Professional Black Girl: Video Series Celebrates ‘Everyday Excellence’ of Black Women

Professional Black Girl: Video Series Celebrates ‘Everyday Excellence’ of Black Women and Girls and explores the love language shared by black women, and how we twerk and work with unmatched professionalism. 

Episode 1

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#ProfessionalBlackGirl

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DURHAM, N.C. — Dr. Yaba Blay, renowned activist, cultural critic, and producer, launches Professional Black Girl, an original video series created to celebrate everyday Black womanhood, and to smash racist and “respectable” expectations of how they should “behave.”

Seventeen Black women and girls ranging in age from 2- to 52-years-old were interviewed for the series. Each episode features a candid discussion with personalities such as Grammy Award-winning recording artist, Rapsody; Joan Morgan, author of the Hip-Hop feminist classic When Chickenheads Come Home to Roost; and 13-year-old world traveler Nahimana Machen, sharing what it means to be a “Professional Black Girl.”

“‘Professional Black Girl’ looks like Taraji P. Henson at the 2015 Emmys jumping up to hug Viola Davis. It looks like Mary J. Blige and Taraji and Kerry Washington in that Apple commercial. It looks like me rolling up to a room full of people in Berlin to speak with my bamboo earrings on,” explains Tarana Burke, a non-profit consultant and fashion blogger featured in the series.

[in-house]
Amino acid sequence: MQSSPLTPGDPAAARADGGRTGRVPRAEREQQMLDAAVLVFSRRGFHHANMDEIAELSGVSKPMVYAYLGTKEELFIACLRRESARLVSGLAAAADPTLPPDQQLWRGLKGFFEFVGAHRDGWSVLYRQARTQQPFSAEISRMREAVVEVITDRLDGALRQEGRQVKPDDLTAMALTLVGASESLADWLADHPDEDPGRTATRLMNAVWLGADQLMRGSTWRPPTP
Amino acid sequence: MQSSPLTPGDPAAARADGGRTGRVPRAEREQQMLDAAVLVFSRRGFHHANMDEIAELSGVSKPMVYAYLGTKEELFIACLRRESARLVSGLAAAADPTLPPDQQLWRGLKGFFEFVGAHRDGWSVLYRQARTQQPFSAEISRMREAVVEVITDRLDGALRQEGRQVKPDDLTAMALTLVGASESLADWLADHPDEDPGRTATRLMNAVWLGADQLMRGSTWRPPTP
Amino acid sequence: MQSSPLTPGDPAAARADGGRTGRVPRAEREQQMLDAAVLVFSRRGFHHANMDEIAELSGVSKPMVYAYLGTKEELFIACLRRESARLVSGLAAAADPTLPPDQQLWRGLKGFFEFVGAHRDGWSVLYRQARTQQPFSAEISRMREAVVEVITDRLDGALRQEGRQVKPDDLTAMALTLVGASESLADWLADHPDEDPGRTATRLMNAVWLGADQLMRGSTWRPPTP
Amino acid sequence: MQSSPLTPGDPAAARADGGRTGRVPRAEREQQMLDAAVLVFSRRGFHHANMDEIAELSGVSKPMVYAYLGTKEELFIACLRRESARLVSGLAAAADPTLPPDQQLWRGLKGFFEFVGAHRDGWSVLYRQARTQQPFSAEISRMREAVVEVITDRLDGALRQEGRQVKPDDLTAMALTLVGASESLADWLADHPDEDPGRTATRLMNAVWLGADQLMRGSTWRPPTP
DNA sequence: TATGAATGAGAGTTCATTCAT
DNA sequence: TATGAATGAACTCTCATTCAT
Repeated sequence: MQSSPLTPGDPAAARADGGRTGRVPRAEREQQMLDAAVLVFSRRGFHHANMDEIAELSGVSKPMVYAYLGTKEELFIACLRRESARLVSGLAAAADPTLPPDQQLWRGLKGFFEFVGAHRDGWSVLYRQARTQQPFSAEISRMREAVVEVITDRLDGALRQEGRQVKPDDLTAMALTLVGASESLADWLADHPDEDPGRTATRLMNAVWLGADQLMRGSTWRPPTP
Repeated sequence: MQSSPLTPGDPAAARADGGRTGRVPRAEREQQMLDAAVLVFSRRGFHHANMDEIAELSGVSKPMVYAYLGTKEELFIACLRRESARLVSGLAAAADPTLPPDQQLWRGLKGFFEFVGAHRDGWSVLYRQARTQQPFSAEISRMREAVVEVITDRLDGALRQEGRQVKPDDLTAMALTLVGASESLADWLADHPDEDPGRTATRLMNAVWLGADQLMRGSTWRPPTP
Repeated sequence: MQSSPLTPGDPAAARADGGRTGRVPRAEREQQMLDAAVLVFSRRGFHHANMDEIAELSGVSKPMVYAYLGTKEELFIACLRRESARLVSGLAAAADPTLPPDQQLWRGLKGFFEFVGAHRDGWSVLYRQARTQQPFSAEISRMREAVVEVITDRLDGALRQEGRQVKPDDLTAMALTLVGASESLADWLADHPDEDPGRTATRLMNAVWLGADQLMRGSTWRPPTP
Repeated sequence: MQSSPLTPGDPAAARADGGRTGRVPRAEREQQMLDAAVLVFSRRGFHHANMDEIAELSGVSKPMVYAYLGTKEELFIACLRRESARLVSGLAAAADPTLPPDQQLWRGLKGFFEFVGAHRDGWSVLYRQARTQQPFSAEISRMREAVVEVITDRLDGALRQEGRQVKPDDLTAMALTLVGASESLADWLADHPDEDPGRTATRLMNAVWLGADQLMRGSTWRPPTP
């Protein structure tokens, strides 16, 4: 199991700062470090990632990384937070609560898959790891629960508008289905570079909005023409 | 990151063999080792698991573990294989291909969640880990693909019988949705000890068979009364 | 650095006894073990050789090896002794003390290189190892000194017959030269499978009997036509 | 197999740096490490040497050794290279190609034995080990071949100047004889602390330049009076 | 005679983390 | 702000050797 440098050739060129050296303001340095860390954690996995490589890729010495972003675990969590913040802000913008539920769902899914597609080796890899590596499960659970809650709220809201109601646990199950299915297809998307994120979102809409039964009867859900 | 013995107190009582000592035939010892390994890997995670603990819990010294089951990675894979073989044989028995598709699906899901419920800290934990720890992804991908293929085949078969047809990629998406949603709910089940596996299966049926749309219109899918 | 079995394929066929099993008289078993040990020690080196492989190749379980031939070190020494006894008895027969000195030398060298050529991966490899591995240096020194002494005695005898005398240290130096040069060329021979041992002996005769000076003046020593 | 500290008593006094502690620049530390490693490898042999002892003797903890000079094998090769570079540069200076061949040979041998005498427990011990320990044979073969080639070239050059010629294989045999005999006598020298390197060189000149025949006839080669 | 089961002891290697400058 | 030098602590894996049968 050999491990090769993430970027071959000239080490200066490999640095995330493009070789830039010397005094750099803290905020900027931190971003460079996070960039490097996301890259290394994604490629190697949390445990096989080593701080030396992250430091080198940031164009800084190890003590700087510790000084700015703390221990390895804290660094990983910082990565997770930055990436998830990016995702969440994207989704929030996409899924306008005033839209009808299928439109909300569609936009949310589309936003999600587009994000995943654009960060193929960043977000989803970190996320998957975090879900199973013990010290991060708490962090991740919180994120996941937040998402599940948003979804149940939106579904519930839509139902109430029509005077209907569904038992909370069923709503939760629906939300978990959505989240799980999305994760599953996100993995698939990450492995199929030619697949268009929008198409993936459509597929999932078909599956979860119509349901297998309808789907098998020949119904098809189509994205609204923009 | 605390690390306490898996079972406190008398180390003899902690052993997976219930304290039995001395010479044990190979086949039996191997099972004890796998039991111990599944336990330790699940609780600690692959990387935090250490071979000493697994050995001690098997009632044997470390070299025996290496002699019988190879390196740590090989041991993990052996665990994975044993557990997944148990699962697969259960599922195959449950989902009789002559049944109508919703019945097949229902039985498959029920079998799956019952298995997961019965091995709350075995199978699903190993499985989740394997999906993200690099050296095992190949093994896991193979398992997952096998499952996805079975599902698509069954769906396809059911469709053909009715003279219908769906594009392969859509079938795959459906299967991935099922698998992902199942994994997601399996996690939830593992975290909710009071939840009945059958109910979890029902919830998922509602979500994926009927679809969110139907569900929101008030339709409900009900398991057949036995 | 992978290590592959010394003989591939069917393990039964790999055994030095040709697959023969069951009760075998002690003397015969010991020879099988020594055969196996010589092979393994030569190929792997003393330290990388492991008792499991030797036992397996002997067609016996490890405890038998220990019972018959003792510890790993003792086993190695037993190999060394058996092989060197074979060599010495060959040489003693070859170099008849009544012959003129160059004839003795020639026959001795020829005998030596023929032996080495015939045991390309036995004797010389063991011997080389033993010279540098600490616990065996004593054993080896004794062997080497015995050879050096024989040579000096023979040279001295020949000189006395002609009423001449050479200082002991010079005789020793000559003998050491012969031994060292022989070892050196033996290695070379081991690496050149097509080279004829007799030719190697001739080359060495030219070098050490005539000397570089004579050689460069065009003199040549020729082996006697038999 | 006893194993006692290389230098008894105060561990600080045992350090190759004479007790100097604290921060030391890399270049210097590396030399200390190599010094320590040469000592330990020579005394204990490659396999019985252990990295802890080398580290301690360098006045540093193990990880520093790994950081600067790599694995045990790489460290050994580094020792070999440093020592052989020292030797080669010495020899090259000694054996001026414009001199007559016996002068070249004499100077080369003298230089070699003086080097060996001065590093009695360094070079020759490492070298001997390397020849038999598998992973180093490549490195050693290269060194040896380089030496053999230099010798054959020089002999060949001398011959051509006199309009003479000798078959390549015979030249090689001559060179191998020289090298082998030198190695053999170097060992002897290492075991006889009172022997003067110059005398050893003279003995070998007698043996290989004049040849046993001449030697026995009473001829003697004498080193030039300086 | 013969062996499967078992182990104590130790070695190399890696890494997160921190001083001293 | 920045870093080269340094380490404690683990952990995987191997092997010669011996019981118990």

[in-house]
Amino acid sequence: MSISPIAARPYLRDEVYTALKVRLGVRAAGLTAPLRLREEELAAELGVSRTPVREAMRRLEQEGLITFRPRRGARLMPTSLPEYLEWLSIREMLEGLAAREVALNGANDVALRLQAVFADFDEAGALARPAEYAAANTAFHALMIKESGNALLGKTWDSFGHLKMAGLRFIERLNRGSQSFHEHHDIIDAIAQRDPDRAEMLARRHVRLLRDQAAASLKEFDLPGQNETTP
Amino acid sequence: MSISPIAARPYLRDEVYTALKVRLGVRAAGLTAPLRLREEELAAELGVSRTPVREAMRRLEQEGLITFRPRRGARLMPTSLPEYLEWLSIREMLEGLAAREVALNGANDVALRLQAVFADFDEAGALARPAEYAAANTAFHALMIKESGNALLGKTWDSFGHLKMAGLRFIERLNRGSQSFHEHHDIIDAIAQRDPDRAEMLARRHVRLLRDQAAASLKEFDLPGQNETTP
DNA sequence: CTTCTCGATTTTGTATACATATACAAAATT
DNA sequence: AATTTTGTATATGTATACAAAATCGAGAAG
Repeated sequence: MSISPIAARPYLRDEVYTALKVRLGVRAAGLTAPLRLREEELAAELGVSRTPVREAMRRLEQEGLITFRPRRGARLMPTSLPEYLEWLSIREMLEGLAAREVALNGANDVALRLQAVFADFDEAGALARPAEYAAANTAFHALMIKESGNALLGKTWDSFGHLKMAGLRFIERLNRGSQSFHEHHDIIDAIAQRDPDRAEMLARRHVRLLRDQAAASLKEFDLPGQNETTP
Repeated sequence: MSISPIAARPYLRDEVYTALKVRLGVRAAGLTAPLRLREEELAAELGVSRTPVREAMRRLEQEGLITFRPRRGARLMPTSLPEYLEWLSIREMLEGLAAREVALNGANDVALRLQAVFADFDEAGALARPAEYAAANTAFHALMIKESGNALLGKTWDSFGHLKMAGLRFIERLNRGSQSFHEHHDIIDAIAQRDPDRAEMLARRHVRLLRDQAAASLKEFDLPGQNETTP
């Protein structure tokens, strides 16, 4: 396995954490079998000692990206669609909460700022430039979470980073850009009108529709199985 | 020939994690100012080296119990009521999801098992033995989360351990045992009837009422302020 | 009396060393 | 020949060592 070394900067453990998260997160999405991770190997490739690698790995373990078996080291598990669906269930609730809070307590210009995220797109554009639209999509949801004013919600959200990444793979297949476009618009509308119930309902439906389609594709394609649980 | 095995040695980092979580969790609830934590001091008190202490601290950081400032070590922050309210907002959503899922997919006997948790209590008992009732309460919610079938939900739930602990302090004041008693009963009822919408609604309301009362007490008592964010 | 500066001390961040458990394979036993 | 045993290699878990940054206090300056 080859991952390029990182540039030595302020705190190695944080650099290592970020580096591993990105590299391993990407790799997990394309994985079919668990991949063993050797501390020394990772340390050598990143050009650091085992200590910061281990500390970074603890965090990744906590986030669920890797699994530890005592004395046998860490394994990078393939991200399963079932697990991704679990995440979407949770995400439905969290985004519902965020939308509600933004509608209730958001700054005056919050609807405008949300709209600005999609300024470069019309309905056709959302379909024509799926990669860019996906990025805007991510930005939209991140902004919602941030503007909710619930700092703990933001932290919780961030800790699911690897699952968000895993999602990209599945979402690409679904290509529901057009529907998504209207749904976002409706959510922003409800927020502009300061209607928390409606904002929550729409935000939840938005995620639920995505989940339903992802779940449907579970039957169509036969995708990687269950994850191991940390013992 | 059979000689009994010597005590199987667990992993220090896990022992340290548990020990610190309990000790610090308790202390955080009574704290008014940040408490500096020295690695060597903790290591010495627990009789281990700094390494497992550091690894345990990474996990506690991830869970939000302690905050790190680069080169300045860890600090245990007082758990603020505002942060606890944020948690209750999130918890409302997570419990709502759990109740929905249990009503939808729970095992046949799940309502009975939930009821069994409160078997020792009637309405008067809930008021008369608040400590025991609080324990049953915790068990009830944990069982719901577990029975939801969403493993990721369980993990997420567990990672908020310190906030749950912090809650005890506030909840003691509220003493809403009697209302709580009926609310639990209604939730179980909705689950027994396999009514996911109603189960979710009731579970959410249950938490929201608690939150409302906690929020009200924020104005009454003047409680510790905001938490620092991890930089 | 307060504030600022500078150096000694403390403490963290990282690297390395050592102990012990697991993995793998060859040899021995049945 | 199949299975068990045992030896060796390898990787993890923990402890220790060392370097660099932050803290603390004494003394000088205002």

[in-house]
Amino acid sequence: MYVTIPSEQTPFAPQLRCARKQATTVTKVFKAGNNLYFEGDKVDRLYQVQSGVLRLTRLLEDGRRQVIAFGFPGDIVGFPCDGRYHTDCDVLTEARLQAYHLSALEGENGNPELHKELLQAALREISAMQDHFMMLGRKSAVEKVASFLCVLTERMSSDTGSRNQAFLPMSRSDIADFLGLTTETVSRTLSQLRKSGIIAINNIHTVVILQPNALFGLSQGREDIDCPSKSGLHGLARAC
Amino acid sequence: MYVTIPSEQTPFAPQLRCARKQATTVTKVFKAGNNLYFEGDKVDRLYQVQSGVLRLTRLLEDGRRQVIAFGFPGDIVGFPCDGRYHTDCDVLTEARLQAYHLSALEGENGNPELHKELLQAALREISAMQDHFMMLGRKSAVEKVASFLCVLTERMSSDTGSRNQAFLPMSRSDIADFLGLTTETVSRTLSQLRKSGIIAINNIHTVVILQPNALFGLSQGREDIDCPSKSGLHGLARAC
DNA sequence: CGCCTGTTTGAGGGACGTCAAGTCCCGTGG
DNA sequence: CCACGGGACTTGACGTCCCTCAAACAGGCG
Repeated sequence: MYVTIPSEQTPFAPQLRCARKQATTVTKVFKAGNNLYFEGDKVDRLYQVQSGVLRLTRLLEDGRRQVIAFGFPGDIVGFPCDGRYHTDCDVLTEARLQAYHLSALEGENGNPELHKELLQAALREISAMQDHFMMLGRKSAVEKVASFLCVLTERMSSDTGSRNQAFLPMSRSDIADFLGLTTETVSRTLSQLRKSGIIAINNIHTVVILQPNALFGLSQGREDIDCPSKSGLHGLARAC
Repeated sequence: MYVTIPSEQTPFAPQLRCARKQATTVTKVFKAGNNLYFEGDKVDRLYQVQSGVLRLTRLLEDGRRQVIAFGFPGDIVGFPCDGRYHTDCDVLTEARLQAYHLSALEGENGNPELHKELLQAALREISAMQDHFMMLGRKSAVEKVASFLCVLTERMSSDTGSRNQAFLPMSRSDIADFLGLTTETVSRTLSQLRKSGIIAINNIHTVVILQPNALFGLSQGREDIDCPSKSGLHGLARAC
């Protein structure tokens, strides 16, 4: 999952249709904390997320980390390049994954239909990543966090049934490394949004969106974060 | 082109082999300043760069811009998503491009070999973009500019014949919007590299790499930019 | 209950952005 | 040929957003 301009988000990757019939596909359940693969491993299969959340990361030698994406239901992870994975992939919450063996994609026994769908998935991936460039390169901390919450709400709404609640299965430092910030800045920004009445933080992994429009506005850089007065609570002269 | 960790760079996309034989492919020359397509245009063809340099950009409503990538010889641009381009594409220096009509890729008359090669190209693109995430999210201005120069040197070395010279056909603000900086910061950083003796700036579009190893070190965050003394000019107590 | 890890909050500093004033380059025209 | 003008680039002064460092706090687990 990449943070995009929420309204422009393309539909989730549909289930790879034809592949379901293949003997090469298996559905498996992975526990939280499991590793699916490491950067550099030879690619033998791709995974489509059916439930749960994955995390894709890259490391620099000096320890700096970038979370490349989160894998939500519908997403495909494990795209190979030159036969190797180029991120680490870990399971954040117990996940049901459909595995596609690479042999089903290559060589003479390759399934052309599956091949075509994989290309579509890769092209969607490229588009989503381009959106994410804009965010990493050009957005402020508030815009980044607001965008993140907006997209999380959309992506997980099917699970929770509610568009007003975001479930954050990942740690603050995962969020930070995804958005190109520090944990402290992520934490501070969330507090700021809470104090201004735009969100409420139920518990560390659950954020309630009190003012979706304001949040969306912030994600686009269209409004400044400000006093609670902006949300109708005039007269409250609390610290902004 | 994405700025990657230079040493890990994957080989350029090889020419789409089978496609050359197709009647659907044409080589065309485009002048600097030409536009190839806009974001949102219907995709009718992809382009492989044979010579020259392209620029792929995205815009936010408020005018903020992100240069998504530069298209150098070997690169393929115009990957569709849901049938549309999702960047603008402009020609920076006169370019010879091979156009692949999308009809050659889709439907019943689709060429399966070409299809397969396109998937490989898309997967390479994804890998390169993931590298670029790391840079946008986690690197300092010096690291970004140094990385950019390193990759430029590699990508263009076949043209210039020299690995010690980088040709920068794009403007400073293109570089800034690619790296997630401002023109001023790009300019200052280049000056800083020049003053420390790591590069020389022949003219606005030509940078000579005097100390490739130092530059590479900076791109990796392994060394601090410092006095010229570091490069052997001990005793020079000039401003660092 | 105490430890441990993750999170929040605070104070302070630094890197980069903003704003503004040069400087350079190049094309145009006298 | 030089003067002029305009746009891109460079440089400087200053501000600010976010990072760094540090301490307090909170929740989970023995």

Limited edition Professional Black Girl merchandise, created in partnership with Philadelphia Printworks, is available now onphiladelphiaprintworks.com. The first full episode, featuring Dr. Blay, will air September 9, 2016, with an episode airing each Friday onYouTube and yabablay.com until December 23, 2016.

The terminology that is often used to describe and define Black girls—such as bad, grown, fast, ghetto, and ratchet—are non-affirming and are words that are intended to kill the joy and magic within all Black girls,” says Dr. Blay. “We are professional code-switchers, hair-flippers, hip-shakers, and go-getters. We hold Ph.Ds and listen to trap music; we twerk and we work. We hold it down while lifting each other up, and we don’t have to justify or explain our reason for being. This is us.”

Follow #ProfessionalBlackGirl across Facebook, Twitter, and Instagram to celebrate and affirm the everyday excellence of Black women and girls.

For more information, or to interview Dr. Yaba Blay, please contact Shakirah Gittens at 718-687-6231 or by email at info@DynamicNLyfe.com.

The Battle for Equality Is a WIRED Issue

Serena Williams isn’t just a tennis champion and singularly great athlete; she’s been a leader in the fight for equal representation and pay in her sport.

Source: The Battle for Equality Is a WIRED Issue

Cuteness & Blackness: Video Podcast

Earlier this month, Fayetteville State University’s internet radio station, Bronco iRadio, asked me to come in and talk about cuteness and blackness to help kick off Black History Month. Needless to say, this is my favorite subject and I had plenty to say (even during commercial breaks).